to have had great freedom of movement—even taking part in the French
wars. He married Joan Beaufort, daughter of the Earl of Somerset, and
nearly related to the royal family of England. In 1424, a ransom was
negotiated; James was set at liberty, and he and his queen were crowned
at Scone. Under him many wise laws were enacted for the proper
administration of justice, and for the fostering of home trade and
foreign commerce. His great task was in curtailing the powers assumed by
the nobles. This made him enemies, and cost him his life. Temporarily
occupying a house in Perth, a band of miscreants under Sir Robert
Graham, who had recently been punished by the King for law-breaking,
burst at night into the King’s chamber, and in his wife’s presence
savagely slew him. The Queen took wild vengeance on the murderers.


                     The Older Scottish Literature.

Perhaps in no part of Scotland was there—even in the fourteenth century—
pure Anglo-Saxon blood. The Lothians and the south-eastern shires had
been a portion of the old kingdom of Northumbria, in which, with the
Angles as a normal population, there had been large Danish settlements;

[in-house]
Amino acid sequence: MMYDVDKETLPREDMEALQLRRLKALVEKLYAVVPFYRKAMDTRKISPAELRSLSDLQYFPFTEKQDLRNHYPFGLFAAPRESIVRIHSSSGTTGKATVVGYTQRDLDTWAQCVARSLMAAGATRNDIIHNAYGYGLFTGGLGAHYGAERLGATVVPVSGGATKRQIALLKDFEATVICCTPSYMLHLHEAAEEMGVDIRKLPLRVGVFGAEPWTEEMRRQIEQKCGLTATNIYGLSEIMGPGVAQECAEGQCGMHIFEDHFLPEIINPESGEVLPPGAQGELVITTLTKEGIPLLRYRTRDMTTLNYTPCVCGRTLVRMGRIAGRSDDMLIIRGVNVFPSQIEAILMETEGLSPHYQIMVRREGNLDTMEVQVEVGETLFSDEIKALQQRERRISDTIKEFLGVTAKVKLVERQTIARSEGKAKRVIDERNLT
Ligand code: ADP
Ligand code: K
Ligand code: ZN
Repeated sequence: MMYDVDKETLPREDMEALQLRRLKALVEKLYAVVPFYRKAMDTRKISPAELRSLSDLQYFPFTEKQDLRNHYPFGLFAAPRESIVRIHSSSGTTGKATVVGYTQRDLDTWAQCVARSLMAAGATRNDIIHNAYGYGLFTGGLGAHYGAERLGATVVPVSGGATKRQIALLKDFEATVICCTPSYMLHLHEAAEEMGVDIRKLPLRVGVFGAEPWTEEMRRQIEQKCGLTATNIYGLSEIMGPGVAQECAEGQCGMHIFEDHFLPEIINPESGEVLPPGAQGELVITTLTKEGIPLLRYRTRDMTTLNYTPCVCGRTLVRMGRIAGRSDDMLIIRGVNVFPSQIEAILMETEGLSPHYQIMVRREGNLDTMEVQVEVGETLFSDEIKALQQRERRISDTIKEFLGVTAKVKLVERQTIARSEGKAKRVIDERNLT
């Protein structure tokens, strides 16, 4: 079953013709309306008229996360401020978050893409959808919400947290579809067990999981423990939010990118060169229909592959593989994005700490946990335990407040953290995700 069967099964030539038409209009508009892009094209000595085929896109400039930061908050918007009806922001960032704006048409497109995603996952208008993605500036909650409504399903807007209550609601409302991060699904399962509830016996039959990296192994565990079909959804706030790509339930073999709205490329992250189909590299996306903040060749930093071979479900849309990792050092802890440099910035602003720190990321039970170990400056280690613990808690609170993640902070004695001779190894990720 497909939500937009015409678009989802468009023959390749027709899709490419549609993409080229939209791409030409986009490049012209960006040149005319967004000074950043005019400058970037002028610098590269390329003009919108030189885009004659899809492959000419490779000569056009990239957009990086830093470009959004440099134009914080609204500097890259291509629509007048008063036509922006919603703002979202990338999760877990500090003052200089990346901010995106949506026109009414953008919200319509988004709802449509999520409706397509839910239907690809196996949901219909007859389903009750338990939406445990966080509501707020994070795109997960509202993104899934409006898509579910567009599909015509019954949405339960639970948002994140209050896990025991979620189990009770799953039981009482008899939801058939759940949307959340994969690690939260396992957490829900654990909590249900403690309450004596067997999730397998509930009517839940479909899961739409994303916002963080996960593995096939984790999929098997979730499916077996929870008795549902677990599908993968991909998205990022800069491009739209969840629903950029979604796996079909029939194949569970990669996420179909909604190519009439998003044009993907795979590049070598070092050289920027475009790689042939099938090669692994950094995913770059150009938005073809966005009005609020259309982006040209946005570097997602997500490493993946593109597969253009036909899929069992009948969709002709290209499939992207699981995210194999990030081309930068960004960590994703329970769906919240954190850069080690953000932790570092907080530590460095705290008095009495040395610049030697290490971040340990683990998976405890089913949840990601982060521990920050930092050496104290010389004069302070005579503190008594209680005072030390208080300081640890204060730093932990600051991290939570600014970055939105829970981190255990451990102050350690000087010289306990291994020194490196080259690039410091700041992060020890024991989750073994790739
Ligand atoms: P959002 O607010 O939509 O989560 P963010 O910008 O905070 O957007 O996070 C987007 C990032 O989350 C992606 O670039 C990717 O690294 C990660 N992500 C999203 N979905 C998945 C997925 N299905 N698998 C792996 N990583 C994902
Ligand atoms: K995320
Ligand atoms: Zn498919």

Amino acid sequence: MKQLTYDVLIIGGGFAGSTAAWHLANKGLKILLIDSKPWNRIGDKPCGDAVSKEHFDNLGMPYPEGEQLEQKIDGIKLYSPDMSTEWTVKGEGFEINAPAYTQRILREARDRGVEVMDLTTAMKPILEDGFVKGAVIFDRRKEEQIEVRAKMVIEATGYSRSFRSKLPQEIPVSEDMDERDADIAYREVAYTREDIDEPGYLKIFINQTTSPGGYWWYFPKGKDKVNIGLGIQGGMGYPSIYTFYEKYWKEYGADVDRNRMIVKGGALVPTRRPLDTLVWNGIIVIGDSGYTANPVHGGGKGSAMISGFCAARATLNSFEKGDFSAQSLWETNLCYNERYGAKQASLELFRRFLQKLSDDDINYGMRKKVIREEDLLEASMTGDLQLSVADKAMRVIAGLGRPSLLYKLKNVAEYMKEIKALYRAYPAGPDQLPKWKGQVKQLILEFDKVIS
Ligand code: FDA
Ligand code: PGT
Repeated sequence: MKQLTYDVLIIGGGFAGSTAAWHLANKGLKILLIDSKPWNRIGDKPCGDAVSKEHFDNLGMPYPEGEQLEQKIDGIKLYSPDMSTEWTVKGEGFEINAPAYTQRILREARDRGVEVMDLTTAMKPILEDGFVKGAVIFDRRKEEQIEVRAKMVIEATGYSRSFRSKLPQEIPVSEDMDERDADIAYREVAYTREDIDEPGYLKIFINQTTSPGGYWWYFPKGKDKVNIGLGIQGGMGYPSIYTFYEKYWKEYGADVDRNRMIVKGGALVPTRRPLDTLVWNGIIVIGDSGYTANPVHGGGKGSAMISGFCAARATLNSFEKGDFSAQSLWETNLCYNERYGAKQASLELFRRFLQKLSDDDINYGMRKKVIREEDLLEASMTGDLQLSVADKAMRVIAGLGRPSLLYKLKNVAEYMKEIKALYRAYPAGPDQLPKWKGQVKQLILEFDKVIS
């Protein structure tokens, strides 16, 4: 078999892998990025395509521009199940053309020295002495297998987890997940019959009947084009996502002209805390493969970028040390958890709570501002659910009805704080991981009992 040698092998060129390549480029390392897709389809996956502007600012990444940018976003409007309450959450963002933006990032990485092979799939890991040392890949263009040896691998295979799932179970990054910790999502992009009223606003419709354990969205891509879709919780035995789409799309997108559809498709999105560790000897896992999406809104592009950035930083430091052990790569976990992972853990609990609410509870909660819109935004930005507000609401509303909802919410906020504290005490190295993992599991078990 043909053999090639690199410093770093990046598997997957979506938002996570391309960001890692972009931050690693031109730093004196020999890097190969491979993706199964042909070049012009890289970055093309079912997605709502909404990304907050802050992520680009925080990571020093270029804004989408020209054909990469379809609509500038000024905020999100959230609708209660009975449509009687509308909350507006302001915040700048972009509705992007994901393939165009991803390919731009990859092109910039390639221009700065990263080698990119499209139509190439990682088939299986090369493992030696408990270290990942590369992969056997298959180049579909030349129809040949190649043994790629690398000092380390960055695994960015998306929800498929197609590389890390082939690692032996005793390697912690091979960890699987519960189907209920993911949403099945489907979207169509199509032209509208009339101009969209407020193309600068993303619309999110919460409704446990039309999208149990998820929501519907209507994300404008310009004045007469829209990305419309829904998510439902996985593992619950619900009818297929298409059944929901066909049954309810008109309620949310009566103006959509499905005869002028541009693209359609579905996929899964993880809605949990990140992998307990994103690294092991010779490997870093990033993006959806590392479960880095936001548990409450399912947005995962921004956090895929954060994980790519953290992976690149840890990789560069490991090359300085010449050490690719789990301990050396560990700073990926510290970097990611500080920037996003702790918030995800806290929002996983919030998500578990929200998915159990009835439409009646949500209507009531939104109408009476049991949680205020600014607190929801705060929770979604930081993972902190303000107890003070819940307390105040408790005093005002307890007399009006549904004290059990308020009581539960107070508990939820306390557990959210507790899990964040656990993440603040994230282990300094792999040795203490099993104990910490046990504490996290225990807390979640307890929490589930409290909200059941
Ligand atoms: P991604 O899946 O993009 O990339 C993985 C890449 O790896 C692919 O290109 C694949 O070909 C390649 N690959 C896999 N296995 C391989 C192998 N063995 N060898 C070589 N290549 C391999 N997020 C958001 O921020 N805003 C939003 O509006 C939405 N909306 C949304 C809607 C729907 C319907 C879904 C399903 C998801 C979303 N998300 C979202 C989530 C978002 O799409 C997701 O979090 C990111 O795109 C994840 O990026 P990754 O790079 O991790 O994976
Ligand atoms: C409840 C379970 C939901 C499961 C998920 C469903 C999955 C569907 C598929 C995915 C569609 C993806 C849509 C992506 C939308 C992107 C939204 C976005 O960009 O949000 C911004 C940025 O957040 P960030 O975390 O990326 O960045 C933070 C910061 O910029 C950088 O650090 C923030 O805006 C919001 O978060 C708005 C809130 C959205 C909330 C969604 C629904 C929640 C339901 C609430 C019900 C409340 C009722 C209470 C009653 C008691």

and numbers of Normans also settled therein, both before and after the
Conquest; whilst the descendants of the old Britons had peopled the
south-western shires, from the Solway to the Clyde. Thus whilst the
generally spoken language of the two countries was essentially the same,
the literature of England would be more purely Teutonic; that of
Scotland would include Celtic elements; but these elements would assert
themselves more in qualifying the style of the literature than in the
use of Celtic words.

Thus, Scottish poetry generally shows a passionate love of Nature; its
picturesque descriptions and vivid colourings reaching or bordering upon
exaggeration. Its humour is broad, and of coarsish fibre. And then the
sentiment of patriotism has ever been more pronounced in Scotland than
in England. As a rule, English Nationalism was, after the Norman
Conquest, even in the most disastrous times, safe and self-assertive. On
the other hand, Scottish Nationalism was at one period, for a time,
entirely lost; it was often in extreme danger, and was saved only by
extreme efforts,—as we might say, “by the skin of the teeth.” Can we
wonder then that fervid patriotism pervades,—becomes obtrusive even, in
Scottish literature; and that this literature almost deifies the
National heroes?

Thus, amongst the earlier efforts in Scottish poetry replete with this